Standing Up From My Wheelchair in Public
I often bring up the ableist action of harassing/accusing ambulatory wheelchair users (as well as scooter, walker, crutches, and cane users) of “faking” because it’s something that happens ALL the time under the guise of “allyship” that people seem to WANT to remain oblivious to.
A person standing up from a wheelchair or standing without their mobility aid SHOULD NOT be cause for alarm, should not inspire accusations of faking, should not inspire you to say, “it’s a miracle!” in a mocking tone, or to ask me if I should “really be parked here”, or recommendations of weight loss so I won’t “need that chair anymore”, or whispering about how my karma is coming or how I’m going to hell for “playing with a wheelchair”; all comments I’ve received from strangers for just standing in public, getting my chair out of the trunk of my car on my own, or doing something as minimal as riding my chair while being young and smiling.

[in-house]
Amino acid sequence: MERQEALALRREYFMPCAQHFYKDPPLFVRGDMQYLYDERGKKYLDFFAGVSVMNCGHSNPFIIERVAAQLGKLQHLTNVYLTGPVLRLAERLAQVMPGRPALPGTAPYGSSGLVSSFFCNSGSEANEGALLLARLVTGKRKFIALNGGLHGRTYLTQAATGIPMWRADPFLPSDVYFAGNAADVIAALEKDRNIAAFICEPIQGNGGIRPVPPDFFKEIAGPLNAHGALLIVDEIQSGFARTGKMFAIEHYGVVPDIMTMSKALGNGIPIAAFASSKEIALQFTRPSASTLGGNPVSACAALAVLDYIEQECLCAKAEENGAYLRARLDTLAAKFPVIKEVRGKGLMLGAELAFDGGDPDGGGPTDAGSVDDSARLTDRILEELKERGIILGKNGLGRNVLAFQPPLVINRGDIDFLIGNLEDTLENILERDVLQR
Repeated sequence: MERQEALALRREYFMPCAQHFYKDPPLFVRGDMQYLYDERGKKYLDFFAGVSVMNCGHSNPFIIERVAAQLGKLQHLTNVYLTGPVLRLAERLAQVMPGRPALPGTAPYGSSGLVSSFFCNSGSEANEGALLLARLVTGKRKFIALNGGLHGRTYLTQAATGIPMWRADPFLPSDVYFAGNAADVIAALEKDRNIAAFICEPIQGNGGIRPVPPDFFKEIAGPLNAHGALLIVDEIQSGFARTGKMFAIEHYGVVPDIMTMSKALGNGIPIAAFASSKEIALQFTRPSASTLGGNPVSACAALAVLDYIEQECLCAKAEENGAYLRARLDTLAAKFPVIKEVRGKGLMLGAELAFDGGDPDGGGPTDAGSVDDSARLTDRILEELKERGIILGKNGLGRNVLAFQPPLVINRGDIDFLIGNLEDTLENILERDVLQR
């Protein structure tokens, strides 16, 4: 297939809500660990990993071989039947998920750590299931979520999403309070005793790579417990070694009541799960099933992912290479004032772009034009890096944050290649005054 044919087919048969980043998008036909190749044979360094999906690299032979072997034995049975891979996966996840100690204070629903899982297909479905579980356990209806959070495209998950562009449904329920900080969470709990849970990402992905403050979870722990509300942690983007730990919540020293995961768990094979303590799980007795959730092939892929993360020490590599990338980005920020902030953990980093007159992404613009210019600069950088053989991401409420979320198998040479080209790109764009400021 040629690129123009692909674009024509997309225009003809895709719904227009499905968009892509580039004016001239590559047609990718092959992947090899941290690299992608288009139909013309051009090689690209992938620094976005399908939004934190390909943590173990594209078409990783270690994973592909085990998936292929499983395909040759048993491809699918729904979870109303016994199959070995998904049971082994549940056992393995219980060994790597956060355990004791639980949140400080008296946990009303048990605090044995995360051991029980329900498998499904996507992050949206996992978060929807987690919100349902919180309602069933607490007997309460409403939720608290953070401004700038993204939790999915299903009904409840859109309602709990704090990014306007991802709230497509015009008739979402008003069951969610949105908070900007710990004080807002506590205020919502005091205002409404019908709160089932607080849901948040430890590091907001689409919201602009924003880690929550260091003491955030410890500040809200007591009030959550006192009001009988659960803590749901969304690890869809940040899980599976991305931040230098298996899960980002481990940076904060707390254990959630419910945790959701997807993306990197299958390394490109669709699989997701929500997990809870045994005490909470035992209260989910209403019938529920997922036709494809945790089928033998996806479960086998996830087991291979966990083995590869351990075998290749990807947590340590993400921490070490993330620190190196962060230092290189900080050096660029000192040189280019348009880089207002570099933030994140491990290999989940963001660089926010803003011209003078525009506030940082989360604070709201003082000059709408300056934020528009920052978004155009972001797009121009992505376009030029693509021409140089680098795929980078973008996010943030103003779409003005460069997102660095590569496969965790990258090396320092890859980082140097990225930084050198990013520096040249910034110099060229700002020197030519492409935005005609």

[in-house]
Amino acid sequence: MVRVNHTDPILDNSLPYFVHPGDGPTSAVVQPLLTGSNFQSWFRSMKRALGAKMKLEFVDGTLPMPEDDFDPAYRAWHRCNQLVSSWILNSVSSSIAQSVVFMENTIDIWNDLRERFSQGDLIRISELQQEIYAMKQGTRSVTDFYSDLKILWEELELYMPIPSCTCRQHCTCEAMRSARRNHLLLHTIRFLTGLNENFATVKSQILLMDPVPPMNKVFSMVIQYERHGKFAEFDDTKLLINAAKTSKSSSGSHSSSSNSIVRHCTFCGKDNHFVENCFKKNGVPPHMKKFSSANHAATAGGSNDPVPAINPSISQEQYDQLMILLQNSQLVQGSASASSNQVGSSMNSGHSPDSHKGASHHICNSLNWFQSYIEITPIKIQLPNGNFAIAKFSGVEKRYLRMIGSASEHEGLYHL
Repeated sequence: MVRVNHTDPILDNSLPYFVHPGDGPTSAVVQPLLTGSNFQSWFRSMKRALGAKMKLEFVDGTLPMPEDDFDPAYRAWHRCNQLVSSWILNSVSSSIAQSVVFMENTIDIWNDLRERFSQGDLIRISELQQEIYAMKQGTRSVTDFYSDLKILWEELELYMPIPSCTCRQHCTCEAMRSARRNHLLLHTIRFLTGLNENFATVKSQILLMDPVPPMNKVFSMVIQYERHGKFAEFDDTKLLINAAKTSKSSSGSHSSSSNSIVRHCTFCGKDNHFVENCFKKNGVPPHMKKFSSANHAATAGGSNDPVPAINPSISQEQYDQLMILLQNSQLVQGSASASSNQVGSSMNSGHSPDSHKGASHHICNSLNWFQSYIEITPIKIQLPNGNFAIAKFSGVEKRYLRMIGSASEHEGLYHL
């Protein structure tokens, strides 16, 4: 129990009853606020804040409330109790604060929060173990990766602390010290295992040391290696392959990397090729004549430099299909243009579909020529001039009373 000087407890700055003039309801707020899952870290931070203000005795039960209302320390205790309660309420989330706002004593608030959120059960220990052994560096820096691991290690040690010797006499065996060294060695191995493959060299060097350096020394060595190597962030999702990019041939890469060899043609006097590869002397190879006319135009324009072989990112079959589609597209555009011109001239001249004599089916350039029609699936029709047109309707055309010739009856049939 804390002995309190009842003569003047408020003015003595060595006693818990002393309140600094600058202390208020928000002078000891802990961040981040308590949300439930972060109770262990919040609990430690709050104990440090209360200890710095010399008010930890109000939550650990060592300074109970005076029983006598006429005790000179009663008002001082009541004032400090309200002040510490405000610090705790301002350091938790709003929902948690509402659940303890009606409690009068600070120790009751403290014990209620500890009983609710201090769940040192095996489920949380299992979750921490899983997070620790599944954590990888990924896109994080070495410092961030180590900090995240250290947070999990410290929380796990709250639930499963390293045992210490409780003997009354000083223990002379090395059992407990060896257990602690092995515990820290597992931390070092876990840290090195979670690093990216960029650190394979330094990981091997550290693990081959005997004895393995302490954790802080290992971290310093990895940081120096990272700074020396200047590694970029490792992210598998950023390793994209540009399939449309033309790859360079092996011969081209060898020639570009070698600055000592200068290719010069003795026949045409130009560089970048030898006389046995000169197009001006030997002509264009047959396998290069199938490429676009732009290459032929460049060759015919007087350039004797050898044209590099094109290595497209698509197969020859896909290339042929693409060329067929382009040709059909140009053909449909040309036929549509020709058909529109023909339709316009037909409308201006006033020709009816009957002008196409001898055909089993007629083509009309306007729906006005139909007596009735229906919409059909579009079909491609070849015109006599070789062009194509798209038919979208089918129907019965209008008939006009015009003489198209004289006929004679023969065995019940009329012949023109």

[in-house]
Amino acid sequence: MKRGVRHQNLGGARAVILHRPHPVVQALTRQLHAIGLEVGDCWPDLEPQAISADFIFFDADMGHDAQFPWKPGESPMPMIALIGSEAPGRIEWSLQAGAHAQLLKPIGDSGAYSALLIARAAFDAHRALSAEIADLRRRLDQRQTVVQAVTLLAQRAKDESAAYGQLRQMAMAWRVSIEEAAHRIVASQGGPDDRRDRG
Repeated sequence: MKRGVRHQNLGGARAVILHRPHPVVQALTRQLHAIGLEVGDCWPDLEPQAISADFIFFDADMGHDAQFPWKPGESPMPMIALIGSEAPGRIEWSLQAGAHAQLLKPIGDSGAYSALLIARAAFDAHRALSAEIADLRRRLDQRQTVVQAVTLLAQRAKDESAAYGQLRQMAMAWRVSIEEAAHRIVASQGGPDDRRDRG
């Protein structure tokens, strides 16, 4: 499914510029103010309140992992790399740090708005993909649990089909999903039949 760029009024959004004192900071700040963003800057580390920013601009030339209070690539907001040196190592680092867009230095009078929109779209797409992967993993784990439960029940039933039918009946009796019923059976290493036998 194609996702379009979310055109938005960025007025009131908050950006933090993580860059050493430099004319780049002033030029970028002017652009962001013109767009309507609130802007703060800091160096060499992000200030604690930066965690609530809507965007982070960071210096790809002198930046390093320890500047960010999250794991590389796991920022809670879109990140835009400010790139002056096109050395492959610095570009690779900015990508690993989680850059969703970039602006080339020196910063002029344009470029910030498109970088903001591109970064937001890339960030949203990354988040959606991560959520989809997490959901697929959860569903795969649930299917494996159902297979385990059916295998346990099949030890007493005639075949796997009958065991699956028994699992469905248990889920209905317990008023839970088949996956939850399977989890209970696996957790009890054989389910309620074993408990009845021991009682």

It’s prejudice; it lacks understanding to how diverse disability is, it uses a singular representation of wheelchair users to judge all wheelchair users. When people are called out on that ableism, those who do it will become defensive and claim to be acting in defense of disabled people because they truly deeply believe in the myth of a “faking disability epidemic", but hear this: non-apparent disabilities/invisible disablities, etc. are REAL disabilities and you are harassing the very people you are claiming to be advocating for.
For me, it is physically very difficult, painful, and risky to walk in the first place, the moments when I am able to, it takes alot of energy and concentration. Emotionally, it takes courage for me to get up from my chair in public; doing so causes anxiety that is parallel to what I would feel as a woman walking alone in the street at night. It’s a situation where I have come to EXPECT harassment and that is not okay. This is not how it should be, getting out of my chair in public should not have to feel like a radical act.
A person who gets up from their wheelchair might have limited ability to walk because they are rehabilitating, have dysautonomia, lung issues, heart issues, chronic pain, hypermobility, fragility of joints or muscles, fatigue, there are so many reasons for being an ambulatory wheelchair user and they come in all ages, sizes, colors, there is no one way, no one look.